The Palm Springs International Film Festival, which ran January 5-16, can be counted upon to screen those foreign films that have garnered distribution and awards and nominations, such as my Top Ten lister Neruda by Pablo Larrain, the James Baldwin documentary I Am Not Your Negro, directed by Raoul Peck or The Salesman, Asghar Farhadi's follow-up to his brilliant A Separation.
One can only hope that the following worthy foreign films also get more attention, beyond the festival circuit:
A Man Called Ove (Hannes Holm/Sweden)
Adapted from Fredrik Backman's best-selling book, Holm's wry, charming tale of a cranky, exacting widower grows into a story deeply moving by its end. Learning why Ove (Rolf Lassgard) is as hilariously bitter as he is becomes a psychological detective story that should wring tears from even the most hard-hearted.
Nelly (Anne Emond/Canada)
Nelly Arcan was a Montreal sex worker whose semi-autobiographical novel Whore proved to be a scandalous sensation. Emond craftily blends what is known about Nelly with what might have transpired, also smoothly insinuating interior fantasies, in a film that melds reality and fantasy and works on our imaginations in an engrossing manner.
Death in Sarajevo (Danis Tanovic/Bosnia & Herzegovina/France)
Tanovic, who won a Foreign Oscar for No Man's Land, has an even more expansive and provocative film here, winner of the Grand Jury and FIPRESCI awards at Berlin. In a Sarajevo hotel, a hotel manager fighting a labor strike, a hotel concierge, her laundry room mother, a news reporter and a historian who may have murderous intentions all swirl around an EU dignitary's appearance and a discussion of the tragic history of the Balkans.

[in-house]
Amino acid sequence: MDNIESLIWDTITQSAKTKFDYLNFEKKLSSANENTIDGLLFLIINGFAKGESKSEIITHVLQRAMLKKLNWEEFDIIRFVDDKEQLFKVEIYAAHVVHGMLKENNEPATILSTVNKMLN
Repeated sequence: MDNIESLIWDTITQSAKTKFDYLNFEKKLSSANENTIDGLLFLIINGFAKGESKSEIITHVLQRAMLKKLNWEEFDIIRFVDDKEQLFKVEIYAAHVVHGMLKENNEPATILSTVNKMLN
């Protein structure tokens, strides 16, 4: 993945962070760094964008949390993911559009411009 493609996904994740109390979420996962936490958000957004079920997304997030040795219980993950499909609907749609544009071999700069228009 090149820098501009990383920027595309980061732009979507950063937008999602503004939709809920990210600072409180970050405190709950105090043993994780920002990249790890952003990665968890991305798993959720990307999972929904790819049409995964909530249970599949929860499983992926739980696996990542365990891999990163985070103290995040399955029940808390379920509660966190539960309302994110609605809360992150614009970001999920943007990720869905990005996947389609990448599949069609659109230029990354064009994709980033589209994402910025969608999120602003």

The Age of Shadows (Kim Jee-woon/South Korea)
An historical epic, set in the 1920s, when Japan's occupation of Korea prompts spies, double agents and questions of betrayal to one's native land. The director's astounding gift for action set pieces includes a rooftop chase scene and a search and shootout on a passenger train that are as elegant as they are enthralling.
The Teacher (Jan Hrebejk/Slovakia/Czech Republic)
A teacher who forces students to do favors for her is at the center of this bitterly amusing tale, set during the last decade of Soviet occupation of Czechosolvakia. After being cowed by her connections to Moscow, parents of the put-upon children begin to argue with each other about standing up to the corruption. Zuzana Maurery is alternately sugary and cruel and utterly absorbing, rightfully winner of Best Actress at Karlovy Vary.
The Commune (Thomas Vinterberg/Denamrk/Sweden/Netherlands)
Vinterberg exploded onto the world cinema stage with The Celebration in 1998 and he is again in exceptional form with this tale inspired by his own childhood experiences. An architect and his TV newscaster wife inherit a large home and create a commune in the 70s. But they find that free love is a lot more psychologically confusing than they hoped. Trine Dyrholm is absolutely stunning as the wife and mother who is emotionally collapsing and it is no surprise she won Best Actress in Berlin for work as remarkable as any of the great actresses who worked with Ingmar Bergman.